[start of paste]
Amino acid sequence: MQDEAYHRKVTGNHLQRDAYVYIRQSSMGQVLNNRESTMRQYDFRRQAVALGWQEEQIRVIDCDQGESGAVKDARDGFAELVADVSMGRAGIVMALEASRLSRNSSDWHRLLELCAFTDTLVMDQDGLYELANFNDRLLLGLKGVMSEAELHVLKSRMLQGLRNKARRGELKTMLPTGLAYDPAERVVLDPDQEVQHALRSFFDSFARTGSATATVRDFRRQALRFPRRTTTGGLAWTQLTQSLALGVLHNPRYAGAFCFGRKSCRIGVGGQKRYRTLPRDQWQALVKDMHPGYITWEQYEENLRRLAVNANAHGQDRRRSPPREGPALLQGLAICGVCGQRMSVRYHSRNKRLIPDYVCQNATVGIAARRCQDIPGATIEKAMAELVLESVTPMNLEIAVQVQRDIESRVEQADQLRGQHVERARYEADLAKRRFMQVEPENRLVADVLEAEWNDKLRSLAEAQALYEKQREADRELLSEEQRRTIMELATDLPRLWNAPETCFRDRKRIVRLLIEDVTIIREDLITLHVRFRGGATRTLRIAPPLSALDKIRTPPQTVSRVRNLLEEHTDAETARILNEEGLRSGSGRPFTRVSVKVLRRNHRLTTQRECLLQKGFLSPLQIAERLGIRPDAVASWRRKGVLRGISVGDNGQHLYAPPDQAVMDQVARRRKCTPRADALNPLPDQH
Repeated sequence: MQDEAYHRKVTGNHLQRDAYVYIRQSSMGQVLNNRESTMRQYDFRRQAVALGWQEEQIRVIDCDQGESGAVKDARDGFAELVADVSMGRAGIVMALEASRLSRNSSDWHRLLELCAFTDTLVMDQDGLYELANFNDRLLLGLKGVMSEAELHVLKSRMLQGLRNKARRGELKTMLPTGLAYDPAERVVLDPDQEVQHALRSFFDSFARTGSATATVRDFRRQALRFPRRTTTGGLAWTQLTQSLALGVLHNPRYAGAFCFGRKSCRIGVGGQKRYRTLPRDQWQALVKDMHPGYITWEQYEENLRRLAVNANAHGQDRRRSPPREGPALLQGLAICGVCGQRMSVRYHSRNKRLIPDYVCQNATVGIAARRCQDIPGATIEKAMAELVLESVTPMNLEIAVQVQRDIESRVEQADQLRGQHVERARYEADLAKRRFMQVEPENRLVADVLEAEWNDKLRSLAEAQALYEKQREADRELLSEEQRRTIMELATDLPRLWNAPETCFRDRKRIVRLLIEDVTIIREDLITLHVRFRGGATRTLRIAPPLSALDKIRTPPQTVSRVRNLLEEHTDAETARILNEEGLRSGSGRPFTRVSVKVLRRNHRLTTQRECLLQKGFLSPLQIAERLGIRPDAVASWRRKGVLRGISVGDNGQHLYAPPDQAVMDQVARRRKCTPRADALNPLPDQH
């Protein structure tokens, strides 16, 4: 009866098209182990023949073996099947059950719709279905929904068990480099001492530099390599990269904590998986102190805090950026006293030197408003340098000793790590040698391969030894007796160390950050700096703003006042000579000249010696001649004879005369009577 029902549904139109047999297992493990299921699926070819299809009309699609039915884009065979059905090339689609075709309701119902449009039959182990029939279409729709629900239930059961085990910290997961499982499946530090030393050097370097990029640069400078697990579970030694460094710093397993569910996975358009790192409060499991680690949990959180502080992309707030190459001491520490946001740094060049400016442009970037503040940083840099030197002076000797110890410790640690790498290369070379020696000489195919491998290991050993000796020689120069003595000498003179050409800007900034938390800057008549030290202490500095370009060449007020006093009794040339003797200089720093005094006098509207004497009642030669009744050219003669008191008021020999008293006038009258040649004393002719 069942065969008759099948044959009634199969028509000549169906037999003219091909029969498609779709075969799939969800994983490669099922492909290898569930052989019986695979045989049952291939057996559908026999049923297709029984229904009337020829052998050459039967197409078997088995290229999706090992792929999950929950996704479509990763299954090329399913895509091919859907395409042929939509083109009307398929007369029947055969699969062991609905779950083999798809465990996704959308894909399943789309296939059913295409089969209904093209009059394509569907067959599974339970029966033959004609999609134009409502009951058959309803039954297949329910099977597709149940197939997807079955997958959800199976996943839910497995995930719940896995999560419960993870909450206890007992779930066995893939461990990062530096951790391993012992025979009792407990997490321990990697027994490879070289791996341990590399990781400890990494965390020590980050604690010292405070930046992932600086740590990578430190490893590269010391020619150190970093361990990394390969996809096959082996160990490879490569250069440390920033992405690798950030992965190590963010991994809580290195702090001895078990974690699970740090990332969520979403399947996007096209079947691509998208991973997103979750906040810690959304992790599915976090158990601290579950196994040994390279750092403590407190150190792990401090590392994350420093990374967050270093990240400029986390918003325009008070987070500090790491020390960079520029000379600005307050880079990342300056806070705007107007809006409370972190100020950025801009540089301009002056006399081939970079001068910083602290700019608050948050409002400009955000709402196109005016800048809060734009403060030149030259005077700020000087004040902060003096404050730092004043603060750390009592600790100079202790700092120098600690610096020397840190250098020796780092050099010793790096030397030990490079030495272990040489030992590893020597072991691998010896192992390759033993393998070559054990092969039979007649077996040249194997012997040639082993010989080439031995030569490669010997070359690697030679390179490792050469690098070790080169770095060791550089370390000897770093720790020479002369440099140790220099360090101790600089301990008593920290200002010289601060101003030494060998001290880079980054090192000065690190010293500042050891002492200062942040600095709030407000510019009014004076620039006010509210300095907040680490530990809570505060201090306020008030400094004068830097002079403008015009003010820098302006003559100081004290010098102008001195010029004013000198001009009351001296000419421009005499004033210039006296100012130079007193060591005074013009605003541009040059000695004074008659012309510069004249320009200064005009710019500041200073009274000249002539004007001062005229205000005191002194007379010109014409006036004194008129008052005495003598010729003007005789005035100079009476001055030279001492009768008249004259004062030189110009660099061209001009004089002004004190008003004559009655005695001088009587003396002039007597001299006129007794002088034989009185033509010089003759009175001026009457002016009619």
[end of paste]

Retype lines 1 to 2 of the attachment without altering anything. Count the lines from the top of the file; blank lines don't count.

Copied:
Amino acid sequence: MQDEAYHRKVTGNHLQRDAYVYIRQSSMGQVLNNRESTMRQYDFRRQAVALGWQEEQIRVIDCDQGESGAVKDARDGFAELVADVSMGRAGIVMALEASRLSRNSSDWHRLLELCAFTDTLVMDQDGLYELANFNDRLLLGLKGVMSEAELHVLKSRMLQGLRNKARRGELKTMLPTGLAYDPAERVVLDPDQEVQHALRSFFDSFARTGSATATVRDFRRQALRFPRRTTTGGLAWTQLTQSLALGVLHNPRYAGAFCFGRKSCRIGVGGQKRYRTLPRDQWQALVKDMHPGYITWEQYEENLRRLAVNANAHGQDRRRSPPREGPALLQGLAICGVCGQRMSVRYHSRNKRLIPDYVCQNATVGIAARRCQDIPGATIEKAMAELVLESVTPMNLEIAVQVQRDIESRVEQADQLRGQHVERARYEADLAKRRFMQVEPENRLVADVLEAEWNDKLRSLAEAQALYEKQREADRELLSEEQRRTIMELATDLPRLWNAPETCFRDRKRIVRLLIEDVTIIREDLITLHVRFRGGATRTLRIAPPLSALDKIRTPPQTVSRVRNLLEEHTDAETARILNEEGLRSGSGRPFTRVSVKVLRRNHRLTTQRECLLQKGFLSPLQIAERLGIRPDAVASWRRKGVLRGISVGDNGQHLYAPPDQAVMDQVARRRKCTPRADALNPLPDQH
Repeated sequence: MQDEAYHRKVTGNHLQRDAYVYIRQSSMGQVLNNRESTMRQYDFRRQAVALGWQEEQIRVIDCDQGESGAVKDARDGFAELVADVSMGRAGIVMALEASRLSRNSSDWHRLLELCAFTDTLVMDQDGLYELANFNDRLLLGLKGVMSEAELHVLKSRMLQGLRNKARRGELKTMLPTGLAYDPAERVVLDPDQEVQHALRSFFDSFARTGSATATVRDFRRQALRFPRRTTTGGLAWTQLTQSLALGVLHNPRYAGAFCFGRKSCRIGVGGQKRYRTLPRDQWQALVKDMHPGYITWEQYEENLRRLAVNANAHGQDRRRSPPREGPALLQGLAICGVCGQRMSVRYHSRNKRLIPDYVCQNATVGIAARRCQDIPGATIEKAMAELVLESVTPMNLEIAVQVQRDIESRVEQADQLRGQHVERARYEADLAKRRFMQVEPENRLVADVLEAEWNDKLRSLAEAQALYEKQREADRELLSEEQRRTIMELATDLPRLWNAPETCFRDRKRIVRLLIEDVTIIREDLITLHVRFRGGATRTLRIAPPLSALDKIRTPPQTVSRVRNLLEEHTDAETARILNEEGLRSGSGRPFTRVSVKVLRRNHRLTTQRECLLQKGFLSPLQIAERLGIRPDAVASWRRKGVLRGISVGDNGQHLYAPPDQAVMDQVARRRKCTPRADALNPLPDQH